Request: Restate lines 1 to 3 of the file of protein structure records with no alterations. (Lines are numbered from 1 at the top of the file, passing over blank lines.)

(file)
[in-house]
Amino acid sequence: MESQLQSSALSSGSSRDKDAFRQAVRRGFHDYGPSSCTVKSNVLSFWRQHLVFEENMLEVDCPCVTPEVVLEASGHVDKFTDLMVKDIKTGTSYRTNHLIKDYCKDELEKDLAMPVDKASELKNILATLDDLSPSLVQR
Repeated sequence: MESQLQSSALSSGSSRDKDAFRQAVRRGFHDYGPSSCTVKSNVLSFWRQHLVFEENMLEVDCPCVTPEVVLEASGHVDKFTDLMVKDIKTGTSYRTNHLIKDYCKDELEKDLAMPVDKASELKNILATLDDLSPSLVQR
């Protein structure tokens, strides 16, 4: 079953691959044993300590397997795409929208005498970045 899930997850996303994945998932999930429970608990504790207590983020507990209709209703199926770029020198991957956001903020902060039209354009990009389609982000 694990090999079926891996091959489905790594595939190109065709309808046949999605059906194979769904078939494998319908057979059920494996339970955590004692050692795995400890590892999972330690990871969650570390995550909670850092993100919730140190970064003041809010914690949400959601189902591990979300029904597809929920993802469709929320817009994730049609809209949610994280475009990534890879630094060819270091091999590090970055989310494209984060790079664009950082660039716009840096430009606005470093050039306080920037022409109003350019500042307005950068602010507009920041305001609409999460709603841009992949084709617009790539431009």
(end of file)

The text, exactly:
[in-house]
Amino acid sequence: MESQLQSSALSSGSSRDKDAFRQAVRRGFHDYGPSSCTVKSNVLSFWRQHLVFEENMLEVDCPCVTPEVVLEASGHVDKFTDLMVKDIKTGTSYRTNHLIKDYCKDELEKDLAMPVDKASELKNILATLDDLSPSLVQR
Repeated sequence: MESQLQSSALSSGSSRDKDAFRQAVRRGFHDYGPSSCTVKSNVLSFWRQHLVFEENMLEVDCPCVTPEVVLEASGHVDKFTDLMVKDIKTGTSYRTNHLIKDYCKDELEKDLAMPVDKASELKNILATLDDLSPSLVQR